November 11, 1959 [Shadows]

One John Cassavetes--I saw him just a few weeks ago as Johnny Staccato in the T.V. series of the same name, jazzy detective stuff--has made a movie--and again he plays it like jazz, an improvisation called Shadows, Negro and Caucasian cool kats-n-kittens wandering around as city folk will do, staring at statues and each other, kidding the Clydes who are earnest but timid when it comes to an America without a Whites-Only door.

Sometimes his game little troupe didn’t quite carry it, but Cassavetes loves them, and New York, so we forgive the missteps and frayed edges--the opening alone worth it, loud music, everybody talking at once in the crowded room, cigarette smoke billowing like waves, the lights bright, the night out there grainy and rich--black and white again, one next to the other.

So where are the Shadows? The credits tell us the picture is “Presented by Jean Shepherd’s Night People”--and there they are, in the shadows--we barely catch a glimpse of them as we hop on the train or cram into the subway or coffee shop--or movie theater, going about our business while they go about theirs, sunglasses and worn-out wool coats loose in the early winter wind.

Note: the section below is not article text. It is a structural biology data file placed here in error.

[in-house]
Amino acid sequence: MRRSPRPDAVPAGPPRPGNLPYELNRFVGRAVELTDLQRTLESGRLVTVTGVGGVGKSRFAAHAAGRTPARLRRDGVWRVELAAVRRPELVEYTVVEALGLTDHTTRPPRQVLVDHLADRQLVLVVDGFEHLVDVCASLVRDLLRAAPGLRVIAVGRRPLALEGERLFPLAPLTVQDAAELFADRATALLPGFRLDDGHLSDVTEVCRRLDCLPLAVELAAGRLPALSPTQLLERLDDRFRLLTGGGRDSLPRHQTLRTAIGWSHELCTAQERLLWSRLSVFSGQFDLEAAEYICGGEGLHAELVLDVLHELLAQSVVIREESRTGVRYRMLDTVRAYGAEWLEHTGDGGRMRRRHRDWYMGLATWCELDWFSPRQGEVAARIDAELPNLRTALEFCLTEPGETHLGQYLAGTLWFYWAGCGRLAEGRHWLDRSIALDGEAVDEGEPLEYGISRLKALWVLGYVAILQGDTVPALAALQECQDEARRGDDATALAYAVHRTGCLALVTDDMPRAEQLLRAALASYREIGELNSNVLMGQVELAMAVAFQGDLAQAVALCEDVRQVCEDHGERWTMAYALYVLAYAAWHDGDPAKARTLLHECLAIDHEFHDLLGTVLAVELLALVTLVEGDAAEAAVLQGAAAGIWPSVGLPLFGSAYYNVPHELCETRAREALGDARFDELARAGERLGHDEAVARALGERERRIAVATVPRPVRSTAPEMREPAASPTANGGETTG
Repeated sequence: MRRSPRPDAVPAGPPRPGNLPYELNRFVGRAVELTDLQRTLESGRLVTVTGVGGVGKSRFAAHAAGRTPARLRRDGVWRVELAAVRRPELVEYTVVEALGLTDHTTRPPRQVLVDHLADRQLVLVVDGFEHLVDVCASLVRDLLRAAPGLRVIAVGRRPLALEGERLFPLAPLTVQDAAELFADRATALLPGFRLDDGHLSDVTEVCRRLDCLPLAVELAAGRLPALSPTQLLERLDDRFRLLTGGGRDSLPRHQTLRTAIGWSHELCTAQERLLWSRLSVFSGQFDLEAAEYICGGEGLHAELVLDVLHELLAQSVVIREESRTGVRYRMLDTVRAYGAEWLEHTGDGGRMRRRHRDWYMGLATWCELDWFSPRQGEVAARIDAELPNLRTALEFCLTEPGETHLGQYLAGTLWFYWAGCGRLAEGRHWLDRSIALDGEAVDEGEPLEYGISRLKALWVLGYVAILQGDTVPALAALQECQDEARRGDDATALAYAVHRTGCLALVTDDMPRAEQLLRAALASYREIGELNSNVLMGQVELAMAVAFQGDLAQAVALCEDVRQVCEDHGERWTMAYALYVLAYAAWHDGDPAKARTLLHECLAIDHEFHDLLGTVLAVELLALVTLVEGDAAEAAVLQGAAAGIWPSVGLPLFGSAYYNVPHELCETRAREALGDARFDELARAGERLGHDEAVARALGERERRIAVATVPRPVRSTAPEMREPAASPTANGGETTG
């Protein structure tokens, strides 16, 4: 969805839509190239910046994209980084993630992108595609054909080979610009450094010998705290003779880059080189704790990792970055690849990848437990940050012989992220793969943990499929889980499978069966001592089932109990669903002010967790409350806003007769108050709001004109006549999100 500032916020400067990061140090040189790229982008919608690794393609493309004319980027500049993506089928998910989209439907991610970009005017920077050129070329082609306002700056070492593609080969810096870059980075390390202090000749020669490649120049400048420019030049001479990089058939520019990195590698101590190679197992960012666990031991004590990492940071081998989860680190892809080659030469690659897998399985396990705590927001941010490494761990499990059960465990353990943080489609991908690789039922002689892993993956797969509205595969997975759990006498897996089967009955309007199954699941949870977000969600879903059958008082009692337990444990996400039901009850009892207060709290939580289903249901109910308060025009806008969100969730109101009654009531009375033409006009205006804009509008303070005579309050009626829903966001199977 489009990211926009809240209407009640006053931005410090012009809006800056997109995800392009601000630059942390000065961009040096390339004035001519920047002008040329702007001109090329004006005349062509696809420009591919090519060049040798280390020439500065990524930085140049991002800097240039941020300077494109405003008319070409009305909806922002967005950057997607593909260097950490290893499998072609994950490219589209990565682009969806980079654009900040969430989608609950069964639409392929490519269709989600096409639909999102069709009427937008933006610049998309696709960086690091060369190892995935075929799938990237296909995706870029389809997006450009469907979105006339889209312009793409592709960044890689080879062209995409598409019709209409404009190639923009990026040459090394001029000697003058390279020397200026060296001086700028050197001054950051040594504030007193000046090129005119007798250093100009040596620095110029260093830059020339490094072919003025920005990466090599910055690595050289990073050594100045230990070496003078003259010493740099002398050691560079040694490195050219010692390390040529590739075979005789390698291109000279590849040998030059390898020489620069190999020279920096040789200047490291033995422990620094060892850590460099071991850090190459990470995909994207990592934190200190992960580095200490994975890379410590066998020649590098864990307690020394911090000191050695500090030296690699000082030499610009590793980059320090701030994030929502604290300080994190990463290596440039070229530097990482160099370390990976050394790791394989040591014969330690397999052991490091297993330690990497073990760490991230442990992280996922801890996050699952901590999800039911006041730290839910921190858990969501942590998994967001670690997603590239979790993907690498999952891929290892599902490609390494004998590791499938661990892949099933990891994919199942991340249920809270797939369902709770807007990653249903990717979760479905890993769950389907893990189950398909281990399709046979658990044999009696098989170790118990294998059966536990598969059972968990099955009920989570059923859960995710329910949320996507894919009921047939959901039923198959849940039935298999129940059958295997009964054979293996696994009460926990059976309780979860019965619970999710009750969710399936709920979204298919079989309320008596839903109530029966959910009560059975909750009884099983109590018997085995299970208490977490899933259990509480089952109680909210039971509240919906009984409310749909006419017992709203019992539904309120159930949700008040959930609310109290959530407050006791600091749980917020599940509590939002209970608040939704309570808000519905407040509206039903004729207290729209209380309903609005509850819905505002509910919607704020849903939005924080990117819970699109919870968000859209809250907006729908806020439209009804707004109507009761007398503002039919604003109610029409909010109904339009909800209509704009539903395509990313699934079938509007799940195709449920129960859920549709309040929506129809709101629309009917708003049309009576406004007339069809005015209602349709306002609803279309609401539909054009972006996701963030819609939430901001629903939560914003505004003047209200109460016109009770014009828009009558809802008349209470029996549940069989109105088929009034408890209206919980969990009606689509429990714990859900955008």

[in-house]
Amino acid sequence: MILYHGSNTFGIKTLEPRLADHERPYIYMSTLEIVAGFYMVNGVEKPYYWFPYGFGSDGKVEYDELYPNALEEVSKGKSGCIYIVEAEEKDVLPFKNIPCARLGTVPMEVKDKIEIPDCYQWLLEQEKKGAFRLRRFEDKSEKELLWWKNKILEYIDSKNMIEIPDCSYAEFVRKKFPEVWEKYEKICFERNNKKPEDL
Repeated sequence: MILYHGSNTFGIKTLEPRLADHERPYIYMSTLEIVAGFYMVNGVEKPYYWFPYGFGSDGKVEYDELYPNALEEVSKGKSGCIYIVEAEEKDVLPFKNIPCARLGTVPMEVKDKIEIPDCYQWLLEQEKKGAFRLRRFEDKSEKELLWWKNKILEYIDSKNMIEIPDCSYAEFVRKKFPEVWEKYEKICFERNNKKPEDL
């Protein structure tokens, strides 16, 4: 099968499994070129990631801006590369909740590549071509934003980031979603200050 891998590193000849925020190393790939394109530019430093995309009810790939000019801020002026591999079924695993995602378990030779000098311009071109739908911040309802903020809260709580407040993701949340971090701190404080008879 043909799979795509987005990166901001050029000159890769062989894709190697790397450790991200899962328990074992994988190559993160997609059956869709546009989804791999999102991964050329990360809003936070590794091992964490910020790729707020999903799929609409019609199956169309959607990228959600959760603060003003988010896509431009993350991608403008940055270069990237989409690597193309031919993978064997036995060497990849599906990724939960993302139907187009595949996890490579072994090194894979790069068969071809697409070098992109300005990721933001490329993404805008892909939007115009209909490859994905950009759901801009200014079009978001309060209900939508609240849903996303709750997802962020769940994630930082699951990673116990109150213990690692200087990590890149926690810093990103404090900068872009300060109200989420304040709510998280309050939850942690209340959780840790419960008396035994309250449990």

Cassavetes has done a good thing here, stowing away a snapshot of these shadows, before the new decade begins and we move on like Americans: not looking back, eager to clear the table and start all over again--but the sentimentalist in me will be happy to keep those shadows in mind, their tired smiles and softly snapping fingers a little blurry in a black and white movie.


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